McIntosh Contest
A History

by Roger Russell
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How did the term “Unity-Coupling” originate?

McIntosh had been selling amplifiers since 1949, Patents had been issued and an article had been published in the December 1949 issue of Audio Engineering magazine describing the circuit and the unique transformer invention. This was titled “Description and Analysis of a New 50-Watt Amplifier Circuit.” and was written by Frank H. McIntosh and Gordon J. Gow. Although the word “Coupling” was used, no mention was made of “Unity-Coupling.”

In the January-February 1954 issue of High Fidelity magazine, an advertisement described a “Name the McIntosh Circuit” contest and featured six big prizes. All entries had to be postmarked not later than midnight March 31, 1954. At that time, McIntosh was still located at 322 Water Street in Binghamton, NY.

Although winners were promised to be announced in High Fidelity magazine as soon as possible after May 1, 1954, no announcements were published in the remainder of 1954. Meanwhile, beginning in the September 1954 issue of High Fidelity, McIntosh began advertising the MC-30 amplifier as having “Unity Coupling.” Previous advertisements had been for the earlier A-116 amplifier and with no mention of “Unity-Coupling.”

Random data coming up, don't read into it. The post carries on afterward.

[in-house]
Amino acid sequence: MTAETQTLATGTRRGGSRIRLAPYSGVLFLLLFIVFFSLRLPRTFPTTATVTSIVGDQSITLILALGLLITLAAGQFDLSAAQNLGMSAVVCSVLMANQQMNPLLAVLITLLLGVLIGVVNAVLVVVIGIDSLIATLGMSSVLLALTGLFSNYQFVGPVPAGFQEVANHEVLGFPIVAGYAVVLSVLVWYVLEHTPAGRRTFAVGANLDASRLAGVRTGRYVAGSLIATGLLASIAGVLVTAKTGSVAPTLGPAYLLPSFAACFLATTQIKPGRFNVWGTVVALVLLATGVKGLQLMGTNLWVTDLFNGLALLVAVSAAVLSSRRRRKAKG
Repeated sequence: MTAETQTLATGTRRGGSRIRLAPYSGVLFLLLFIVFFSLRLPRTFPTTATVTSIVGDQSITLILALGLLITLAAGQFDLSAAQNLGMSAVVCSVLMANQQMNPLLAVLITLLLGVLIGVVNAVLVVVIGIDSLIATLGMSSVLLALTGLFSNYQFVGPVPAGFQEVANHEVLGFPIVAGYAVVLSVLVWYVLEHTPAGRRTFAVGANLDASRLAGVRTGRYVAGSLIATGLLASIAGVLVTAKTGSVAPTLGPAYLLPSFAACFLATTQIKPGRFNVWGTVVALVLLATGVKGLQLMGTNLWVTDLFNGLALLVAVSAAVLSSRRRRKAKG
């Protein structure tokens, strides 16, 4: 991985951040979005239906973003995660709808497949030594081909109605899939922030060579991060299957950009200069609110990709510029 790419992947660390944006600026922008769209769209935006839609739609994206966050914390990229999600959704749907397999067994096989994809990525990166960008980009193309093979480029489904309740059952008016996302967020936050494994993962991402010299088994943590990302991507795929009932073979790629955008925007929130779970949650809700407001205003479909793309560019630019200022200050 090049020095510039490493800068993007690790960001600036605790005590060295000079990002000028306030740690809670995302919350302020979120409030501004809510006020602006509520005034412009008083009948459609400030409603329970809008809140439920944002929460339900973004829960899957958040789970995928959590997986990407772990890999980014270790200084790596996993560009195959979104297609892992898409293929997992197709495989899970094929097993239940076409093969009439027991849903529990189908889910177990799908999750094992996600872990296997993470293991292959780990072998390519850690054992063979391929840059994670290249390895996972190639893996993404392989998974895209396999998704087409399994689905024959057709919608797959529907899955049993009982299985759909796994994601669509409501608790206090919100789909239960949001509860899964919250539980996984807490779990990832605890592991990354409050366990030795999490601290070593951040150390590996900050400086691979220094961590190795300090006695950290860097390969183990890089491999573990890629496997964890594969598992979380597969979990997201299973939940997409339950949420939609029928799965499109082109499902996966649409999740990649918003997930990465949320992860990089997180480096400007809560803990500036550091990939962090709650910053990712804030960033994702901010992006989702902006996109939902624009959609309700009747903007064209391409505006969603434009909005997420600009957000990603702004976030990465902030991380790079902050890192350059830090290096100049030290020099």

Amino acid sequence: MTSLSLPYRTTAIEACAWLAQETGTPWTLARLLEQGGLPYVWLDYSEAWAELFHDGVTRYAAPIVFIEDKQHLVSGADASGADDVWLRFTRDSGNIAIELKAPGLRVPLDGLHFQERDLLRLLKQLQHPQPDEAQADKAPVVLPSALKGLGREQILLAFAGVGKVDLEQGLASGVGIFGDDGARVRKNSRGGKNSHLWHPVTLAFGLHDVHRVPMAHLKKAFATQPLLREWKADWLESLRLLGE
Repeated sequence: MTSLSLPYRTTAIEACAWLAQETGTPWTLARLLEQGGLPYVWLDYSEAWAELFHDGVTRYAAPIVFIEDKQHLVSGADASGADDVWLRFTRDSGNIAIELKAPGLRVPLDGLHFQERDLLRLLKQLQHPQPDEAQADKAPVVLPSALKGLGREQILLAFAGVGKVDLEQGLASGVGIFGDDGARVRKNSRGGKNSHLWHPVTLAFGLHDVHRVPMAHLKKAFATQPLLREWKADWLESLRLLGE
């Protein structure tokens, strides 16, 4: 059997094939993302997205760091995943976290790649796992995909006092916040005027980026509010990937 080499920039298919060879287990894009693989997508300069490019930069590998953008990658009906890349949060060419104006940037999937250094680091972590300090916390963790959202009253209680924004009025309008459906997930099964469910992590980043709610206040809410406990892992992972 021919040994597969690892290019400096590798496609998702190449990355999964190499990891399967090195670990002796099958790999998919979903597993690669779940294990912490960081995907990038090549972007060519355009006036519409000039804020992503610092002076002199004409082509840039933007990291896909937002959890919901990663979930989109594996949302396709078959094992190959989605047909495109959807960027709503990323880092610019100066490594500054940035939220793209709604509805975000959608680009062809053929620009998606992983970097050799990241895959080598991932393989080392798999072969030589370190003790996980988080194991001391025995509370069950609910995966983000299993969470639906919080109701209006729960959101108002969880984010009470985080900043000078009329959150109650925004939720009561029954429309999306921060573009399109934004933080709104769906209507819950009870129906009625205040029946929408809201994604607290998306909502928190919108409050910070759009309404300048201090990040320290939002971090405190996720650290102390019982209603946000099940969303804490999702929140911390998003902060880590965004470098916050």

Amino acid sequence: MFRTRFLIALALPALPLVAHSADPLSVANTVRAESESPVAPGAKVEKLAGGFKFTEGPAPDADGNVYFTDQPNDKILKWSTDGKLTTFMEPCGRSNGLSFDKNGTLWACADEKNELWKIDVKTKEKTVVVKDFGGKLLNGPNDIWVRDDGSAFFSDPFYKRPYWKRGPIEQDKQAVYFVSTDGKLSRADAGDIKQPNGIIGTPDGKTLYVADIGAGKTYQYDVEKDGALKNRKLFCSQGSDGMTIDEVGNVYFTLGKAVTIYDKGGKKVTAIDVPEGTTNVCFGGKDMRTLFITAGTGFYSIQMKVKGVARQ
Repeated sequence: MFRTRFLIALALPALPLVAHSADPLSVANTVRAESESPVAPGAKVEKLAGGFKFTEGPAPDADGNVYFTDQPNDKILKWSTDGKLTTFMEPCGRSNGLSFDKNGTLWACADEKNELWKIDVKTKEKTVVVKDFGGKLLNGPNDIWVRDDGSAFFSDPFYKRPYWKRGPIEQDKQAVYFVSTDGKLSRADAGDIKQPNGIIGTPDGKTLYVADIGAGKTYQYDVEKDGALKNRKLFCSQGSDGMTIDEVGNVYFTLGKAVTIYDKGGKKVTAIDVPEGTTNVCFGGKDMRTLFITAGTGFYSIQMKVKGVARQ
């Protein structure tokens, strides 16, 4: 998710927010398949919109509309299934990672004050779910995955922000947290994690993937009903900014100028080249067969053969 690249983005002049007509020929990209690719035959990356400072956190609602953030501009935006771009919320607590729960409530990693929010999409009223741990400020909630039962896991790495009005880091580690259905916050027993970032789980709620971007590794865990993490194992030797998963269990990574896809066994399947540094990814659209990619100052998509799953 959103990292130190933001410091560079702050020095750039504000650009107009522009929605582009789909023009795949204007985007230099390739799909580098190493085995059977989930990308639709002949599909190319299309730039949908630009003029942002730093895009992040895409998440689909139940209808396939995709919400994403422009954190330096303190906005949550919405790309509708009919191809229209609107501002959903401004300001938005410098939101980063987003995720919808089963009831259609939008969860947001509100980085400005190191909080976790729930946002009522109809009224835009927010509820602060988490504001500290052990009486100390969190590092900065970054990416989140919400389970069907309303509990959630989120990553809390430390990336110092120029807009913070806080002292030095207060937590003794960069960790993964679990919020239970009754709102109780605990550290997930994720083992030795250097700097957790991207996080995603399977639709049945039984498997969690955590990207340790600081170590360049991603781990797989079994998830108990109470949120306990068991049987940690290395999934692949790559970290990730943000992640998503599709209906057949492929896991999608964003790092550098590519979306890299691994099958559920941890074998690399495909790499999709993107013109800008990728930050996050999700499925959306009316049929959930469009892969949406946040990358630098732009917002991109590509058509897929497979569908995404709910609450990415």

The above note was published in the Industry People section of the April 1954 issue of Audio magazine. No mention was made of any winners of the contest. According to this note, the contest was to name the amplifier and not the circuit. However, that may have only been the interpretation of someone at the magazine.

Further Complications

A paper titled “A New 30-Watt Power Amplifier” was presented at the Fifth Annual Convention of the Audio Engineering Society in New York, October 14-17, 1953. It was presented by Sidney A. Corderman and Frank H. McIntosh, McIntosh Laboratory, Binghamton, NY.

The term “Unity-Coupled Circuit” was used with the above diagram to describe the amplifier during the presentation. The term was also used frequently in other sections of the paper. The date of this presentation is earlier than the January-February 1954 contest announced in High Fidelity magazine. So if the circuit was already named and used thereafter, what was the point of the contest?

Very few people are still living who might remember the contest and could explain the events. So far, I have not found any answers.

Here is a copy of the entry form.


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